I saw the house we're moving into. The downstairs is frickin' huge! I mean, the dining room is as big as half our apartment. Berlin, MD is a cute little town. Very small, very old. We're literally right off Main Street. Lots of quaint little shops and restaurants. The drive to Salisbury (where my current job is waiting) isn't too bad. It's a straight shot up the highway, just sort of flat and boring. The sort of drive made for books-on-tape, only my mind tends to wander and I miss stuff, so that's out.
Also got to see The Dark Knight again. Loved it just as much the second time. It was fun to pick out all of the hints and foreshadowing this time around. I also realized just how amazing the musical score is. But when two giants like Hans Zimmer and James Newton Howard team up, you can't get anything short of amazing. I'm listening to it right now, and loving it all over again.
On the book front, we've heard back from one editor so far. She liked it (yay!), but wasn't sure it would find a home in today's market (boo!). Still, liking it is encouraging, even if it is a pass. Jonathan's awesome, in that he emails even to say he's got no news.
Well, the good news is the foot isn't swelling. Only a tiny bruise so far. I gotta be more careful.
But at least I didn't drop this one on my head! As is my tendency to do. Sofa, table leg, iron skillet....yeah, I have a hard head.
Wednesday, July 23, 2008
I'm almost ready for Saturday's yard sale. Four of us are doing it together, so it's going to be huge and fun. I'll drop a load of stuff off at the house tomorrow, and then bring the rest (melty things like candles and makeup) on Saturday morning. I hope I can unload some stuff and put some money away. A good friend coined a new phrase I've become fond of: The Hannah Debt Relief Fund. My pretty kitty would be so proud.
I still can't believe I'll be out of here in twenty days. I've lived in this apartment for five years and four months. It's familiar and comfortable. But it's time for a change. Even if the change isn't what it was supposed to be (sordid story involving some of those aforementioned stresses), and not all parties are participating as they agreed. We'll muddle through. For the last two years or so, Mel and I have been *talking* about moving. Well, no more talking now. Circumstances are different, but we're still moving, dammit.
So say we all.
Tuesday, July 22, 2008
WOW. Just wow.
I had all kinds of expectations for this movie, and it met every single one of them (and even blew a few of them out of the water!). The movie was how long? Didn't feel like it, and that's always a bonus in my book. I didn't want it to end!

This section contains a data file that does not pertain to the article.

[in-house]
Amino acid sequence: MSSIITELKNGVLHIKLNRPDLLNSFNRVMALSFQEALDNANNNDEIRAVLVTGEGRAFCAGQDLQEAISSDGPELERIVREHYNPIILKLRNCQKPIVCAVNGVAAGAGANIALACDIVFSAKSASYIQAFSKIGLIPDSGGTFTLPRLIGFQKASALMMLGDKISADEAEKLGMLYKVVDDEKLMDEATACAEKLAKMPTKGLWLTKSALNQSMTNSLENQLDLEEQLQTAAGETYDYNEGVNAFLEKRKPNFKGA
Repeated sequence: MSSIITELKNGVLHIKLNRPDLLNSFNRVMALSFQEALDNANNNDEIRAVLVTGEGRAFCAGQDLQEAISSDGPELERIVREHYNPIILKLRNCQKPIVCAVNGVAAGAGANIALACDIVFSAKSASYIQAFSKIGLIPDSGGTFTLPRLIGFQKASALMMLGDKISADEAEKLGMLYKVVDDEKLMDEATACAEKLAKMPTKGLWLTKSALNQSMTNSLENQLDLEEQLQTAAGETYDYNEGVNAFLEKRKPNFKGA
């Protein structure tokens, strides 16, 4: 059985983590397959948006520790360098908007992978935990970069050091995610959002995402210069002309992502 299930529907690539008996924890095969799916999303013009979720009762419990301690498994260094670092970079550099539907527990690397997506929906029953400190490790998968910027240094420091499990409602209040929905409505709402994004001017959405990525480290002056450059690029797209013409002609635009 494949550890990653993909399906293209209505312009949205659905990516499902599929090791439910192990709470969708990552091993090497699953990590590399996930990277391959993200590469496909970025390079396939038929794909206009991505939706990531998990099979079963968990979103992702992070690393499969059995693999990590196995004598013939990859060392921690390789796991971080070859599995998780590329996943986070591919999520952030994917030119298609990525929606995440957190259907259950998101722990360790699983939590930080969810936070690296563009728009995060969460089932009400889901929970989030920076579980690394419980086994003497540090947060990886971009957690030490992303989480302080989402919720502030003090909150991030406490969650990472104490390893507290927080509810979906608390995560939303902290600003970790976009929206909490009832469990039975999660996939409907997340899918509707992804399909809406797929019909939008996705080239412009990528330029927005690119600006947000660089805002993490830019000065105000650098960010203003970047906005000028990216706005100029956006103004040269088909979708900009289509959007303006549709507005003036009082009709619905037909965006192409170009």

Sterling performances from the entire cast. Christian Bale, Morgan Freeman, and Michael Caine were top notch, as always. Gary Oldman was excellent, especially in the last scene with his family. Heath Ledger was, of course, genius as the Joker. Posthumous awards are definitely due, and it's a terrible tragedy we lost such an amazing talent. And I why, oh why couldn't they have had Maggie Gyllenhaal in the first movie? Sooooo much more believable as a lawyer than Katie Holmes.
But the most underrated member of the cast was definitely Aaron Eckhart. I've been a fan of his since Erin Brockovich, and he just nailed his role as the tarnished White Knight. I don't know much about the comic character of Harvey Dent/Two-Face, but the symbolism of this character was, in many ways, the heart of the movie and its core themes. In my opinion, Eckhart deserves a few more accolades than he's gotten for such a great balance of good and evil.
The supporting cast was like a who's who of TV genre character actors! Holy cow! We had Nestor Carbonell (Lost), Eric Roberts (Heroes), Ron Dean (what hasn't he been in?), Anthony Michael Hall (The Dead Zone), Keith Szarabajka (The Equalizer, Angel, Profit, etc...), William Fichtner (Invasion, Prison Break), and Tommy "Tiny" Lister (The Fifth Element, former wrestler named Zeus).
Kudos to the writers for killing Rachel, too. I always liked Batman more than Superman, because Batman didn't always win. The people in his life die (Robin II) or get seriously injured (Barbara Gordon). Batman loses once in a while (Hello, Bane!). It shows the human side of the character. You can throw bullets and cars and thugs in clown masks at him, and he keeps pushing through. You start killing the people he cares about, and you really hurt him.